And you have to start down that path somewhere small, and don’t be scared at first by the scale issue because you’ve got to have all the conversations with lawyers and business people, and all those things have to happen. Because you’re going to be using patient health information to target your programs. You can do that, but a lot of times it takes time to get all of the people around you comfortable that the privacy issues are handled, that everything is taken care of.

So, I would just find a vendor that you know has a product that helps, that would help deliver your marketing solutions, and start having a conversation with them. Because there are a lot of people out there with knowledge now, that can help you. And then, just get started, because once those conversations happen within your organization, you don’t keep having to have them again. So that would just be my advice right now.

BP: What are some internal barriers to leveraging EHRs and what do you recommend to overcome them?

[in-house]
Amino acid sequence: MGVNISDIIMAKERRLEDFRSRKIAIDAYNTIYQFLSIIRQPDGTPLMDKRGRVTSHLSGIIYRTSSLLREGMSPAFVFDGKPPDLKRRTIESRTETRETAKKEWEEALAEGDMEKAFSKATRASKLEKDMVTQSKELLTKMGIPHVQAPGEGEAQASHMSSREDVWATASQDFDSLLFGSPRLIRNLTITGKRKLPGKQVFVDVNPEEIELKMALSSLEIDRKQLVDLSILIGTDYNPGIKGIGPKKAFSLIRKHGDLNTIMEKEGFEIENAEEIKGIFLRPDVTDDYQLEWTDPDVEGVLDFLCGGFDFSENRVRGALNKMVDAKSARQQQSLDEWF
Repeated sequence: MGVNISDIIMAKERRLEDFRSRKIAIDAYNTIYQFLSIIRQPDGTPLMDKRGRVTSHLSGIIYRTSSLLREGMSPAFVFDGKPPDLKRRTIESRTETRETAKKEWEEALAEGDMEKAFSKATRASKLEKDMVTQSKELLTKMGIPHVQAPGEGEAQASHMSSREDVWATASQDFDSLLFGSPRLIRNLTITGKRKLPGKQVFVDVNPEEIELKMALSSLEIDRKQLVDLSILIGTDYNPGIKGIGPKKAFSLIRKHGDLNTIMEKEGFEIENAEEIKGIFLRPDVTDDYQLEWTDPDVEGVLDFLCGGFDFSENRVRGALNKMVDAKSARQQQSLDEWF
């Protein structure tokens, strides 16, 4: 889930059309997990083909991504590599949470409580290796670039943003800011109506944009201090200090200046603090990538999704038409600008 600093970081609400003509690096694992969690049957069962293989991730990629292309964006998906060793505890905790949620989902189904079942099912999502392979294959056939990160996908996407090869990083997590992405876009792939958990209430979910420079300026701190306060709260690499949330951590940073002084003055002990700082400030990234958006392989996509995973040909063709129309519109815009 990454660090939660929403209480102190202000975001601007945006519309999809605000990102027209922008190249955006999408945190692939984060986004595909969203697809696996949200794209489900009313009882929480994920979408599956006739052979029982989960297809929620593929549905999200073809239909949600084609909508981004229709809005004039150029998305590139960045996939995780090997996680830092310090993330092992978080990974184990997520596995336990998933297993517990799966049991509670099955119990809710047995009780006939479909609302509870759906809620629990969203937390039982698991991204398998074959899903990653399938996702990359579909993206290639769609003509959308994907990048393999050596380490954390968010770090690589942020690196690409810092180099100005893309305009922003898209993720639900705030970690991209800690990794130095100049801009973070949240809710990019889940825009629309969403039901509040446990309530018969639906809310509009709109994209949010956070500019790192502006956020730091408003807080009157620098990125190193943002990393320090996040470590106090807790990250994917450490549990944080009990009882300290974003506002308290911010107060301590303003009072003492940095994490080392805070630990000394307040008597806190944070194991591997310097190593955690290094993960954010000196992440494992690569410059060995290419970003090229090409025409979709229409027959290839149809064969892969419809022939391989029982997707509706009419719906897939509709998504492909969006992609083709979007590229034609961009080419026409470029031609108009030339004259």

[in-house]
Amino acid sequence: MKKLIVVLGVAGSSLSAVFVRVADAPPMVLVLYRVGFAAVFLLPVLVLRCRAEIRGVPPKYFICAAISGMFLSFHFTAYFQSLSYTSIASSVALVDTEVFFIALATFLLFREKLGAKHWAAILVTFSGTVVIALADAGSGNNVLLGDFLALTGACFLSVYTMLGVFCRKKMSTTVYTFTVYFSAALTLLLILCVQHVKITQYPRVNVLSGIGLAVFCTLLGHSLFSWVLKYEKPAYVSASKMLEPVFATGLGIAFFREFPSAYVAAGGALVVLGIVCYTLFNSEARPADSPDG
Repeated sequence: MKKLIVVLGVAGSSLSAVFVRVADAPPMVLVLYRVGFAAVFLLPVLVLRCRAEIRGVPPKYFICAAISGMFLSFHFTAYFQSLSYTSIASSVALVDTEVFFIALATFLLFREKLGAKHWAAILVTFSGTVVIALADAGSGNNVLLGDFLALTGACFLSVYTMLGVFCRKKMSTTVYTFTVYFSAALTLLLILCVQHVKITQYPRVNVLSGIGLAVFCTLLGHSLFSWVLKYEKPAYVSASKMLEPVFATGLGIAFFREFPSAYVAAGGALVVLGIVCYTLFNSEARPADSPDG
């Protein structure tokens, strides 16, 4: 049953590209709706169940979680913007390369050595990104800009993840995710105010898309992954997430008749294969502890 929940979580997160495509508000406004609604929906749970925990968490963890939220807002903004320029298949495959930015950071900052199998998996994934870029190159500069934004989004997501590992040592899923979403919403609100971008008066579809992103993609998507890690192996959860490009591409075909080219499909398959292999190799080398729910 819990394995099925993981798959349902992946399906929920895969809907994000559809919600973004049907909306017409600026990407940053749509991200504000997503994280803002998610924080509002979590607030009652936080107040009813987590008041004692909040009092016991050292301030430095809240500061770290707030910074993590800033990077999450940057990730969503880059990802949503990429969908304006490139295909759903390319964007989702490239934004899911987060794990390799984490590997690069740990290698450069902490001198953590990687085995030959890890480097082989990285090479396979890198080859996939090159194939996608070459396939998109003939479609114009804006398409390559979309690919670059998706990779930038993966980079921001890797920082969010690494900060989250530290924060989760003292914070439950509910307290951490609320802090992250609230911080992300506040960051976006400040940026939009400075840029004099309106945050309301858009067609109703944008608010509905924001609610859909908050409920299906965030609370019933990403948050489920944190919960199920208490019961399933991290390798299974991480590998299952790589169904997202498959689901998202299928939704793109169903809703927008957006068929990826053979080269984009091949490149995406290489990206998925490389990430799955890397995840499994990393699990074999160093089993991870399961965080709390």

CK: I think the biggest barrier is probably the barrier of any organization—that it’s new, it’s not tested. You know, at the time we started, and probably the time you’re going to start, there is not a lot of good data to say whether it works or not. And so, you need to actually plan your program in a way that you can measure it, you can test it and see if it not only delivers the results for healthcare, but it delivers the business results for your organization. Do your pilot with the idea that, “I’ve got to validate that this model works.” Because our legacy models around media and channels and the legacy models around marketing are well proven. We know they work, we just all know that as time is going on their effectiveness is diminishing. And this is a new channel and so, like all new things, if you don’t have the business results, then in the long run you’re going to do yourself a disservice. You might be able to do a program because it’s cool, it’s new, it’s healthcare technology, but in the end you’re not going to get the funding you need and you’re not going to get the support of the organization unless you plan, right upfront, to test everything. The good news about this, healthcare technology such as EHR vendors, is the information to test your programs is all available. They can measure and test anything. And you just make that part of your contract.